# Apostol's Mathematical Analysis 1.6

1. Apr 1, 2009

### cordyceps

1. The problem statement, all variables and given/known data
Prove that every nonempty set of positive integers contains a smallest member. This is called the well-ordering principle.

3. The attempt at a solution
I'm just starting out with analysis, so I'm not too sure about the format of proofs. Here goes:

Proof. First suppose the set S of positive integers is finite. Then assume S contains no smallest member. It follows that for every x in S, there exists an infinite number of members of S less than x. This contradicts our assumption that S is finite. Thus every finite set of integers contains a smallest member.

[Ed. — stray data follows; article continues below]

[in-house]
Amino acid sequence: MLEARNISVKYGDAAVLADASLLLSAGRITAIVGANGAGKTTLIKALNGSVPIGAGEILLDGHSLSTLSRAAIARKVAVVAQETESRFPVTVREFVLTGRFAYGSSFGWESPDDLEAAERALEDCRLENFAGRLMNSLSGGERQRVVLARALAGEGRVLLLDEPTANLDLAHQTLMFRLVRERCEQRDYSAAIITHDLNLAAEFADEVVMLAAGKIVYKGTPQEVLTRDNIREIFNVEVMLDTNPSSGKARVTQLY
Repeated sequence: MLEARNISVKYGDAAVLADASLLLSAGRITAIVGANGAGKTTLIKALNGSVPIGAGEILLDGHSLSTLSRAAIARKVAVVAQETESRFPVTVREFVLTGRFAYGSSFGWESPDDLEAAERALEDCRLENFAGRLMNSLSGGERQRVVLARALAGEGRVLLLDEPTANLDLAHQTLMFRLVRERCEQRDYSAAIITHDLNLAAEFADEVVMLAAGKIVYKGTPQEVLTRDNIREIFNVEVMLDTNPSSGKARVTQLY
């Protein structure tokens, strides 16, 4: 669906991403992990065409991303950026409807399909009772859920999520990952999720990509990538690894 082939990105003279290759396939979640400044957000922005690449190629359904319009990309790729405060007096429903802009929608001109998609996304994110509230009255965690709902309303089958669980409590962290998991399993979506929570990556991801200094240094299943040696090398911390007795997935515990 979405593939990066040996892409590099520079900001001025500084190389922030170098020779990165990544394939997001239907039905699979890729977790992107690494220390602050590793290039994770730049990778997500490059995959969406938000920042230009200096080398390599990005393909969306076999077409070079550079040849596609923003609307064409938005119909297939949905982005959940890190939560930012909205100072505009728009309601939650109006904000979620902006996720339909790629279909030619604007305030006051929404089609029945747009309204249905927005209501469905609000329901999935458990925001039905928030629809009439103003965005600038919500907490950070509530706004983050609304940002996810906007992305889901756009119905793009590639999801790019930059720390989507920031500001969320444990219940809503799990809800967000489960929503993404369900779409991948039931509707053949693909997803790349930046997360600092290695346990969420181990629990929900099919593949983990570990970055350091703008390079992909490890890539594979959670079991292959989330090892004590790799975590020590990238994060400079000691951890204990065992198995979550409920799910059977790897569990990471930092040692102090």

Any help/critique is appreciated.

2. Apr 2, 2009

### HallsofIvy

Staff Emeritus
What properties of positive integers do you have to work with?

3. Apr 4, 2009

### cordyceps

Sorry for the late reply. I have the definition of an inductive set and the definition of a positive integer: a real number which belongs to every inductive set.

4. Apr 4, 2009

### cordyceps

Oh, also some of the field axioms for real numbers:
1. Exactly one of the relations x = y, x < y, x > y holds.
2. If x > y and y > z, then x > z.

5. Apr 4, 2009

### cordyceps

So, for the non-empty set S of positive integers, one of the relations x < y or x > y holds between any two members. This means that each member in S is greater than or less than each of the other members. Also, if some member x of S is less than some member y, and y is less than some member z, then x is less than z. It follows that there is a member less than every other member in S.

Is this clear enough? Intuitively, I see why the theorem is true, but I don't think I present my thoughts very rigorously.